Based on all archeological evidence, the design of the trireme most likely pushed the technological limits of the ancient world. After gathering the proper timbers and materials it was time to consider the fundamentals of the trireme design. These fundamentals included accommodations, propulsion, weight and waterline, centre of gravity and stability, strength, and feasibility. All of these variables are dependent on one another; however a certain area may be more important than another depending on the purpose of the ship.
The arrangement and number of oarsmen is the first deciding factor in the size of the ship. For a ship to travel at high speeds would require a high oar-gearing, which is the ratio between the outboard length of an oar and the inboard length; it is this arrangement of the oars which is unique and highly effective for the trireme. The ports would house the oarsmen with a minimal waste of space. There would be three files of oarsmen on each side tightly but workably packed by placing each man outboard of, and in height overlapping, the one below, provided that thalamian tholes were set inboard and their ports enlarged to allow oar movement. Thalamian, zygian, and thranite are the English terms for thalamios (θαλάμιος), zygios (ζύγιος), and thranites (θρανίτης), the Greek words for the oarsmen in, respectively the lowest, middle, and uppermost files of the triereis. Tholes were pins that acted as fulcrums to the oars that allowed them to move. The center of gravity of the ship is low because of the overlapping formation of the files that allow the ports to remain closer to the ships walls. A lower center of gravity would provide adequate stability.
The trireme was constructed to maximize all traits of the ship to the point where if any changes were made the design would be compromised. Speed was maximized to the point where any less weight would have resulted in considerable losses to the ship’s integrity. The center of gravity was placed at the lowest possible position where the Thalamian tholes were just above the waterline which retained the ship’s resistance to waves and the possible rollover. If the center of gravity were placed any higher, the additional beams needed to restore stability would have resulted in the exclusion of the Thalamian tholes due to the reduced hull space. The purpose of the area just below the center of gravity and the waterline known as the hypozomata (ὑποζώματα) was to allow bending of the hull when faced with up to 90 kN of force. The calculations of forces that could have been absorbed by the ship are arguable because there is not enough evidence to confirm the exact process of jointing used in ancient times. In a modern reconstruction of the ship, a polysulphide sealant was used to compare to the caulking that evidence suggests was used; however this is also contentious because there is simply not enough evidence to authentically reproduce the triereis seams.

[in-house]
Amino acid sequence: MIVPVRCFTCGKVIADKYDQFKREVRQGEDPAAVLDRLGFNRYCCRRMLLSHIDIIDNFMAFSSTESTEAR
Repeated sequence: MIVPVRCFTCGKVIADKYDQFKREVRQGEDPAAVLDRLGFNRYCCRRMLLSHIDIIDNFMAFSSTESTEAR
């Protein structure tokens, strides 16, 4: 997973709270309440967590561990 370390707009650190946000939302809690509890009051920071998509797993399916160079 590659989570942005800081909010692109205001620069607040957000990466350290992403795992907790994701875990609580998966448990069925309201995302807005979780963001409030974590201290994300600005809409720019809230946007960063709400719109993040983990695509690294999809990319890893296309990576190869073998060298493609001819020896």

Triremes required a great deal of upkeep in order to stay afloat, as references to the replacement of ropes, sails, rudders, oars and masts in the middle of campaigns suggest. They also would become waterlogged if left in the sea for too long. In order to prevent this from happening, ships would have to be pulled from the water during the night. The use of lightwoods meant that the ship could be carried ashore by as few as 140 men. Beaching the ships at night, however, would leave the troops vulnerable to surprise attacks. While well-maintained triremes would last up to 25 years, during the Peloponnesian War, Athens had to build nearly 20 triremes a year to maintain their fleet of 300.
The Athenian trireme had two great cables of about 47 mm in diameter and twice the ship’s length called hypozomata (undergirding), and carried two spares. They were possibly rigged fore and aft from end to end along the middle line of the hull just under the main beams and tensioned to 13.5 tonnes force. The hypozomata were considered important and secret: their export from Athens was a capital offense. This cable would act as a stretched tendon straight down the middle of the hull, and would have prevented hogging. Additionally, hull plank butts would remain in compression in all but the most severe sea conditions, reducing working of joints and consequent leakage. The hypozomata would also have significantly braced the structure of the trireme against the stresses of ramming, giving it an important advantage in combat. According to material scientist J.E. Gordon: “The hupozoma was therefore an essential part of the hulls of these ships; they were unable to fight, or even to go to sea at all, without it. Just as it used to be the practice to disarm modern warships by removing the breech-blocks from the guns, so, in classical times, disarmament commissioners used to disarm triremes by removing the hupozomata.”